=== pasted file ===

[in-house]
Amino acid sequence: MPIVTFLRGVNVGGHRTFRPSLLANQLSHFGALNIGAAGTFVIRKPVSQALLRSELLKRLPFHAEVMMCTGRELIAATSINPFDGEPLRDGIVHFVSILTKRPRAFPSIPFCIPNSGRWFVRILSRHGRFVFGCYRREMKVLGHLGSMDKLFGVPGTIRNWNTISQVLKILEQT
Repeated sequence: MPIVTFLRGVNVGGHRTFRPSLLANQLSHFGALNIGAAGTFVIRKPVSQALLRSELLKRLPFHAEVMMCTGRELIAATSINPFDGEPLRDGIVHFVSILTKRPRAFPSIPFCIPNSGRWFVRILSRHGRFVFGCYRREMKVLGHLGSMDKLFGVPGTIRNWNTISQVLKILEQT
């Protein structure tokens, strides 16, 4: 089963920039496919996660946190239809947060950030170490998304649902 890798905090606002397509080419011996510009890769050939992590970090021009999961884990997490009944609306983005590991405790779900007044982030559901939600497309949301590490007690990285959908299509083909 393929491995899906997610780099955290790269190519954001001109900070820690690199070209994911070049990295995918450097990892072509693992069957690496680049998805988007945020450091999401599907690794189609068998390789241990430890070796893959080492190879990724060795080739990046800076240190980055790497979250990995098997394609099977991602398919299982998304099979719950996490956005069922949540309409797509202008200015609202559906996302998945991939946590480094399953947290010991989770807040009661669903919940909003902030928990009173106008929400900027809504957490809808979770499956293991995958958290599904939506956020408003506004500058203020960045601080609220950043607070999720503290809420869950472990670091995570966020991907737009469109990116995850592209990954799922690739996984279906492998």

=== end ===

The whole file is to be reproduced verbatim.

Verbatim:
[in-house]
Amino acid sequence: MPIVTFLRGVNVGGHRTFRPSLLANQLSHFGALNIGAAGTFVIRKPVSQALLRSELLKRLPFHAEVMMCTGRELIAATSINPFDGEPLRDGIVHFVSILTKRPRAFPSIPFCIPNSGRWFVRILSRHGRFVFGCYRREMKVLGHLGSMDKLFGVPGTIRNWNTISQVLKILEQT
Repeated sequence: MPIVTFLRGVNVGGHRTFRPSLLANQLSHFGALNIGAAGTFVIRKPVSQALLRSELLKRLPFHAEVMMCTGRELIAATSINPFDGEPLRDGIVHFVSILTKRPRAFPSIPFCIPNSGRWFVRILSRHGRFVFGCYRREMKVLGHLGSMDKLFGVPGTIRNWNTISQVLKILEQT
């Protein structure tokens, strides 16, 4: 089963920039496919996660946190239809947060950030170490998304649902 890798905090606002397509080419011996510009890769050939992590970090021009999961884990997490009944609306983005590991405790779900007044982030559901939600497309949301590490007690990285959908299509083909 393929491995899906997610780099955290790269190519954001001109900070820690690199070209994911070049990295995918450097990892072509693992069957690496680049998805988007945020450091999401599907690794189609068998390789241990430890070796893959080492190879990724060795080739990046800076240190980055790497979250990995098997394609099977991602398919299982998304099979719950996490956005069922949540309409797509202008200015609202559906996302998945991939946590480094399953947290010991989770807040009661669903919940909003902030928990009173106008929400900027809504957490809808979770499956293991995958958290599904939506956020408003506004500058203020960045601080609220950043607070999720503290809420869950472990670091995570966020991907737009469109990116995850592209990954799922690739996984279906492998």